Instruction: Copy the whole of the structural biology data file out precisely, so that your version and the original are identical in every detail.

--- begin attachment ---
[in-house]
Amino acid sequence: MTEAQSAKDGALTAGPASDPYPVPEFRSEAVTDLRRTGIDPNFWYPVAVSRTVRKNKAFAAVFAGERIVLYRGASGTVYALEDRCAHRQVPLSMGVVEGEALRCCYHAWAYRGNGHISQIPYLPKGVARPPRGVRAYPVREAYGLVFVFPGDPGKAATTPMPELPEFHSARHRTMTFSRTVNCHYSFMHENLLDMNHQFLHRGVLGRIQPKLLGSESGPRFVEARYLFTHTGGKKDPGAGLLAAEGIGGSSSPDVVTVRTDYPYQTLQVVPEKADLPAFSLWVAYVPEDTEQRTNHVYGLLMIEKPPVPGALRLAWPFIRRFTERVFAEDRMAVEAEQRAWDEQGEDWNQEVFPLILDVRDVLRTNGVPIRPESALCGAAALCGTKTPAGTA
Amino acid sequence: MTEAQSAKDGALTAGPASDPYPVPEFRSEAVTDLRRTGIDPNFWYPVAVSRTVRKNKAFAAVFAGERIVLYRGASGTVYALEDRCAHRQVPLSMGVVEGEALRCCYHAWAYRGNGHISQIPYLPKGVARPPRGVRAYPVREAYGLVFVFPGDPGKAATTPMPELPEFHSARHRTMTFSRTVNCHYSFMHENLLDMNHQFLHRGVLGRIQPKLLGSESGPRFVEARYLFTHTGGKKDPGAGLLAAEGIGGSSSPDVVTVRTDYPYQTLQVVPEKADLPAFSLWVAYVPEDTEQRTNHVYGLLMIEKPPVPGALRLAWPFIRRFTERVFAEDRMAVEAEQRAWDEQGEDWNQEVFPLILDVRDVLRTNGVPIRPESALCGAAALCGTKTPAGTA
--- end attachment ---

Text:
[in-house]
Amino acid sequence: MTEAQSAKDGALTAGPASDPYPVPEFRSEAVTDLRRTGIDPNFWYPVAVSRTVRKNKAFAAVFAGERIVLYRGASGTVYALEDRCAHRQVPLSMGVVEGEALRCCYHAWAYRGNGHISQIPYLPKGVARPPRGVRAYPVREAYGLVFVFPGDPGKAATTPMPELPEFHSARHRTMTFSRTVNCHYSFMHENLLDMNHQFLHRGVLGRIQPKLLGSESGPRFVEARYLFTHTGGKKDPGAGLLAAEGIGGSSSPDVVTVRTDYPYQTLQVVPEKADLPAFSLWVAYVPEDTEQRTNHVYGLLMIEKPPVPGALRLAWPFIRRFTERVFAEDRMAVEAEQRAWDEQGEDWNQEVFPLILDVRDVLRTNGVPIRPESALCGAAALCGTKTPAGTA
Amino acid sequence: MTEAQSAKDGALTAGPASDPYPVPEFRSEAVTDLRRTGIDPNFWYPVAVSRTVRKNKAFAAVFAGERIVLYRGASGTVYALEDRCAHRQVPLSMGVVEGEALRCCYHAWAYRGNGHISQIPYLPKGVARPPRGVRAYPVREAYGLVFVFPGDPGKAATTPMPELPEFHSARHRTMTFSRTVNCHYSFMHENLLDMNHQFLHRGVLGRIQPKLLGSESGPRFVEARYLFTHTGGKKDPGAGLLAAEGIGGSSSPDVVTVRTDYPYQTLQVVPEKADLPAFSLWVAYVPEDTEQRTNHVYGLLMIEKPPVPGALRLAWPFIRRFTERVFAEDRMAVEAEQRAWDEQGEDWNQEVFPLILDVRDVLRTNGVPIRPESALCGAAALCGTKTPAGTA